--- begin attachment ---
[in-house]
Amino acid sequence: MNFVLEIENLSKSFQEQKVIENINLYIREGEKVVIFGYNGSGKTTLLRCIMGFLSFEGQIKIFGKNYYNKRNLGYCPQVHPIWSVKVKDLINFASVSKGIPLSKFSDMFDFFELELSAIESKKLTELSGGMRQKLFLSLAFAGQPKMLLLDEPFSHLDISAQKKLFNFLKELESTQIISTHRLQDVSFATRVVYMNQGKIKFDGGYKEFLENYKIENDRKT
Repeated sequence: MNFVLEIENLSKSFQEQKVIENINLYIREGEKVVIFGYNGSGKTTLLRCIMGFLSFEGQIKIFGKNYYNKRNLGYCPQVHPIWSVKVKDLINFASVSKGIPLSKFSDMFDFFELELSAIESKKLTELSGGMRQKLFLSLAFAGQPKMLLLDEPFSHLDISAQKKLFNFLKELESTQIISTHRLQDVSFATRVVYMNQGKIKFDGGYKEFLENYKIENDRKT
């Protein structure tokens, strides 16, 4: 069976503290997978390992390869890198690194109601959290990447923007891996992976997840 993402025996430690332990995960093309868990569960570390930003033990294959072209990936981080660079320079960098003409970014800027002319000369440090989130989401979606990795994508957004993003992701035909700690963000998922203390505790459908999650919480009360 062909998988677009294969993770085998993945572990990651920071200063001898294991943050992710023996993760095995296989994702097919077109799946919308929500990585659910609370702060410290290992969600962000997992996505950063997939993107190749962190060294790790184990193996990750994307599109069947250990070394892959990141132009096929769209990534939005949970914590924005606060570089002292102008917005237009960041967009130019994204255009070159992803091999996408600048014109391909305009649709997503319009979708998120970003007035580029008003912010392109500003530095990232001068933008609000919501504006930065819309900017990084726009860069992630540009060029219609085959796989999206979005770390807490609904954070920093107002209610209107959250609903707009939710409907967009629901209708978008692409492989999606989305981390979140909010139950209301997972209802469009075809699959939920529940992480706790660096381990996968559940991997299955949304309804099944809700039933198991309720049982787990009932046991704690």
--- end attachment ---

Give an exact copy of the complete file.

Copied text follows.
[in-house]
Amino acid sequence: MNFVLEIENLSKSFQEQKVIENINLYIREGEKVVIFGYNGSGKTTLLRCIMGFLSFEGQIKIFGKNYYNKRNLGYCPQVHPIWSVKVKDLINFASVSKGIPLSKFSDMFDFFELELSAIESKKLTELSGGMRQKLFLSLAFAGQPKMLLLDEPFSHLDISAQKKLFNFLKELESTQIISTHRLQDVSFATRVVYMNQGKIKFDGGYKEFLENYKIENDRKT
Repeated sequence: MNFVLEIENLSKSFQEQKVIENINLYIREGEKVVIFGYNGSGKTTLLRCIMGFLSFEGQIKIFGKNYYNKRNLGYCPQVHPIWSVKVKDLINFASVSKGIPLSKFSDMFDFFELELSAIESKKLTELSGGMRQKLFLSLAFAGQPKMLLLDEPFSHLDISAQKKLFNFLKELESTQIISTHRLQDVSFATRVVYMNQGKIKFDGGYKEFLENYKIENDRKT
């Protein structure tokens, strides 16, 4: 069976503290997978390992390869890198690194109601959290990447923007891996992976997840 993402025996430690332990995960093309868990569960570390930003033990294959072209990936981080660079320079960098003409970014800027002319000369440090989130989401979606990795994508957004993003992701035909700690963000998922203390505790459908999650919480009360 062909998988677009294969993770085998993945572990990651920071200063001898294991943050992710023996993760095995296989994702097919077109799946919308929500990585659910609370702060410290290992969600962000997992996505950063997939993107190749962190060294790790184990193996990750994307599109069947250990070394892959990141132009096929769209990534939005949970914590924005606060570089002292102008917005237009960041967009130019994204255009070159992803091999996408600048014109391909305009649709997503319009979708998120970003007035580029008003912010392109500003530095990232001068933008609000919501504006930065819309900017990084726009860069992630540009060029219609085959796989999206979005770390807490609904954070920093107002209610209107959250609903707009939710409907967009629901209708978008692409492989999606989305981390979140909010139950209301997972209802469009075809699959939920529940992480706790660096381990996968559940991997299955949304309804099944809700039933198991309720049982787990009932046991704690």